Maybe that’s because I (mostly) read fiction to give my empathy muscles a good workout.  It’s a real thing that can happen, says science. Besides, it gets old reading stories about people who look like me, and who have had experiences like mine. I want to know what life is like for the people in my neighborhood: what lifts them up, what their struggles and stories are,  and so on. I don’t think I can grow if I’m staring in the mirror all the time, and I’d like to grow as much as possible.

Fiction almost always leads me back to non-fiction, because I want to see how the things I learn from novels play out in the real world. And what a wonderfully wide, inclusive world it is. Examples:

Queerly Beloved: A Love Story Across Genders (biography)

Redefining Realness (memoir)

Trans Bodies, Trans Selves: A Resource for the Transgender Community (consumer health)

A People Stronger: The Collectivization of MSM and TG Groups in India (political activism)

“You’ve Changed”: Sex Reassignment and Personal Identity (scholarship)

Transgender History (history)

Nobody Passes: Rejecting the Rules of Gender and Conformity (personal essays, including the voices of people of color)

From Sin to Amazing Grace: Discovering the Queer Christ (religion)

Queering the Popular Pitch (musicology)

Troubling the Line (poetry, on order – keep an eye on the catalog!)

There’s also a lot of material available for family, friends, and neighbors who would like to understand the trans community better. Here’s a small sample:

Transgender 101: A Simple Guide to a Complex Issue

Transgender Explained: For Those Who Are Not

Gender Born, Gender Made: Raising Healthy Gender Non-conforming Children

Transgender Law: A Guide to Effective Advocacy

Helping Your Transgender Teen: A Guide for Parents

It’s a beautiful thing, all that information at your fingertips.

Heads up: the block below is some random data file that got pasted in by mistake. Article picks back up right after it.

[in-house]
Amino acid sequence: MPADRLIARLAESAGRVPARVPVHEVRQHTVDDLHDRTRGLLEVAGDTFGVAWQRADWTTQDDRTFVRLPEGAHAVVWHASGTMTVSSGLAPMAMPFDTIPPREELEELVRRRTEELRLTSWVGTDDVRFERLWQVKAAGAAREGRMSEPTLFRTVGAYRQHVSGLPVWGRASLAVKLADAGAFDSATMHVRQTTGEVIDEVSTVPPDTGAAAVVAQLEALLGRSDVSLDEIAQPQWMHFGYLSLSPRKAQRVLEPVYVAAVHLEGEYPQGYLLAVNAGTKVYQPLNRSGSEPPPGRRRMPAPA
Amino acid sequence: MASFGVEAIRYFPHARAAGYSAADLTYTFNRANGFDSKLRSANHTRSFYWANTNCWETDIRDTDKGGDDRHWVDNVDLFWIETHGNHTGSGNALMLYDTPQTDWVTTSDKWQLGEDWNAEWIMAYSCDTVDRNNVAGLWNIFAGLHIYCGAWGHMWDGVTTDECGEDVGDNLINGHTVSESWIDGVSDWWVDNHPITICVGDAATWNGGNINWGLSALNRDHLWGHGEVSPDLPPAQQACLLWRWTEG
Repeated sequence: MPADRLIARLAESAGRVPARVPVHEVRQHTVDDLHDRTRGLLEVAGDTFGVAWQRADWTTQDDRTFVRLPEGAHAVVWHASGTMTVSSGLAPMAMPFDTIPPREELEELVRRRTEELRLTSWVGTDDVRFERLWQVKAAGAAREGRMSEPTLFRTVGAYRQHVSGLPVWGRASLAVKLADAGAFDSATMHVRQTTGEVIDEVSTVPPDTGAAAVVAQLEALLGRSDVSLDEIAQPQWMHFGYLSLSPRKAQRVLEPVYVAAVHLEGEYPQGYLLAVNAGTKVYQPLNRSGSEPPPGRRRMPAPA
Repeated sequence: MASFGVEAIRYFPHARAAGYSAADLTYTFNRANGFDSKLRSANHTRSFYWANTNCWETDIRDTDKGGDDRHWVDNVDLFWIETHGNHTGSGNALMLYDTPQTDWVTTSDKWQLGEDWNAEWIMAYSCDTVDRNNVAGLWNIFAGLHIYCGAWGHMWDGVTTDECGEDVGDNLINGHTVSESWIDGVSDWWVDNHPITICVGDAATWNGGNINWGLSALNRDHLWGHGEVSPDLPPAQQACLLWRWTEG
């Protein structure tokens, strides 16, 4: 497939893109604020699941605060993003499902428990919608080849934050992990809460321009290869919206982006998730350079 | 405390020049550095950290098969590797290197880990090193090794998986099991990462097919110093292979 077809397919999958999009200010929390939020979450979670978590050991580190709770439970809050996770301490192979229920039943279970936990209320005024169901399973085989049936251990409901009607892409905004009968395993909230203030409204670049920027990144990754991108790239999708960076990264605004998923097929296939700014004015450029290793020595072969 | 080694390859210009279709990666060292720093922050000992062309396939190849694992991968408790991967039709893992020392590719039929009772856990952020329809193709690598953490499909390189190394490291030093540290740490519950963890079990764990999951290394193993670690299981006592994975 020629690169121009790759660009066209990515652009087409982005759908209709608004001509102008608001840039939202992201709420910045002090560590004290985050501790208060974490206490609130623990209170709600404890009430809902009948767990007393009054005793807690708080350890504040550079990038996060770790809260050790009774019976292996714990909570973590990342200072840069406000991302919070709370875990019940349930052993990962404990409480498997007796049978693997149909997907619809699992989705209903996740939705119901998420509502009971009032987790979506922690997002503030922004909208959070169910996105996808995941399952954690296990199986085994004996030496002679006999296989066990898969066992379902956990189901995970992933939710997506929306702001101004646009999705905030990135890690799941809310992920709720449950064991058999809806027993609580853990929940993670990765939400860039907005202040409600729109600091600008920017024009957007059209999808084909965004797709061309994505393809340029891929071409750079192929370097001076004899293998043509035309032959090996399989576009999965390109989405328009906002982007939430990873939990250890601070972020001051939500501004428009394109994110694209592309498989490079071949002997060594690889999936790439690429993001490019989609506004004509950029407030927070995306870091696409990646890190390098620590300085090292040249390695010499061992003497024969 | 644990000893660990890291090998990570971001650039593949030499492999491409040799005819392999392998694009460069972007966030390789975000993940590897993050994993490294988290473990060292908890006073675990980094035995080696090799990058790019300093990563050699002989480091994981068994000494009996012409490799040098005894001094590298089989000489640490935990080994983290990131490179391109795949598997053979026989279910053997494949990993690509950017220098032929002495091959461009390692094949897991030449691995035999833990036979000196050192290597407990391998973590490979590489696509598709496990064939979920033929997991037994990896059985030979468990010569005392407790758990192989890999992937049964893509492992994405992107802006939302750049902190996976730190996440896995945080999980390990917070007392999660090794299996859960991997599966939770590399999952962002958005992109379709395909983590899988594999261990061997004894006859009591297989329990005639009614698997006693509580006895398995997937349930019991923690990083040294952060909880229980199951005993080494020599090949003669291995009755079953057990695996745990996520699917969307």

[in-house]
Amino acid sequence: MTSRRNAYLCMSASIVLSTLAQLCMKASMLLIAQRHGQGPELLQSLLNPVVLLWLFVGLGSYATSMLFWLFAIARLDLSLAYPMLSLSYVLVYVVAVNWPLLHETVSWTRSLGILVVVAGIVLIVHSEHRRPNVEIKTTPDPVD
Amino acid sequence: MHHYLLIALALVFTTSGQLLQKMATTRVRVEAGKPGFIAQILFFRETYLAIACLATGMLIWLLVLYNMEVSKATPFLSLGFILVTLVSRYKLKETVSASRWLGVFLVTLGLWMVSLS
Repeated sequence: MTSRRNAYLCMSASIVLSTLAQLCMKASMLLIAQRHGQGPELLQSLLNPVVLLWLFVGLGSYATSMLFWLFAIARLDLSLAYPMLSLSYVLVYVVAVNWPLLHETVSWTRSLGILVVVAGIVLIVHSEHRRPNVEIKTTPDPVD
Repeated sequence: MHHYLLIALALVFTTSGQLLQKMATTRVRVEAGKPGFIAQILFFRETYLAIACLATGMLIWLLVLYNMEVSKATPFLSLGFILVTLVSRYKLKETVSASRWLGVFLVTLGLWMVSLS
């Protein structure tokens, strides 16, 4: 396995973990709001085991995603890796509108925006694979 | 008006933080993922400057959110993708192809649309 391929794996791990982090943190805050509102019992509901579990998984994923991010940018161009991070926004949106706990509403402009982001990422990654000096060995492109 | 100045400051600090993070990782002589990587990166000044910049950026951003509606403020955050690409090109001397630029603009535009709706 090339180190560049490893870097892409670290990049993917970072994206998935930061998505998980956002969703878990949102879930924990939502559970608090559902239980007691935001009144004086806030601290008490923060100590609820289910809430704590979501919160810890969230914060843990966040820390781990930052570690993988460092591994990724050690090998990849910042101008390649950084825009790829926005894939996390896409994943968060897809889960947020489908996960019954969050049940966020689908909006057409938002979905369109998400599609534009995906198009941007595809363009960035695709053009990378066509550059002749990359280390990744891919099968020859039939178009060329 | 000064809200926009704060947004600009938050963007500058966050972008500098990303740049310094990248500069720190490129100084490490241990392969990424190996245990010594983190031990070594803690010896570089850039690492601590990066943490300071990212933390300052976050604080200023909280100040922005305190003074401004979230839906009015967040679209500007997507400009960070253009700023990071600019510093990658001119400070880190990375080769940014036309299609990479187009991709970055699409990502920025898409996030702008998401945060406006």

I’m proud that Pride can last all year long, with the right reading material. I love that the power to expand our view of the world around us is in our own hands. And I hope that you will consider checking out one of these titles, and/or asking your local librarian for other suggestions. We like meeting new people, and we want to make sure that everyone in our community feels respected, represented, and–most importantly–welcome to walk through our doors anytime.

–Leigh Anne


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LGBTQ Videos for All

Pride week 2014

We’re proud to Watch LGBTQ as well.

Recently, we here in the Music, Film & Audio Department (at the Carnegie Main library) were able to create a special LGBTQ film collection—mostly due to the support and generous donation of local group The Queer Video Vault.

We already owned quite a few LGBTQ titles, but until recently they did not have their own space in the library, making them difficult to browse.


In the coming months, some 200+ titles will be added to this special collection, thanks to the lovely folks at The Queer Video Vault. From their website:

“The Queer Video Vault is a collection of nearly 350 queer videos from the former Dreaming Ant. The Carnegie Library of Pittsburgh (Main) hosts the majority of the collection and rental will be available for free for all library card holders. The Big Idea Bookstore hosts a smaller collection and rental is free with sliding scale membership. We host regular screenings to build queer community in Pittsburgh.”


Pittsburgh is lucky to have a positive group like this supporting our library, and we look forward to hopefully collaborating with them in the future on special screenings and film guides.

Happy viewing and happy pride week!



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Pride Week @ CLP: The Stories That Won’t Let Go

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There’s a story that won’t let go of me.

Some days, this book takes the form of a novel. On other days, it has flirted with being a collection of linked short stories and at times, it feels like it wants to be a memoir.

You won’t find this book on our shelves here at the Library (yet) because I’ve written and rewritten this story for … well, let’s just say it has been a few years.  Like most things in our lives, it is a SomedayMaybeLifeIsntGettingAnyShorter work in progress.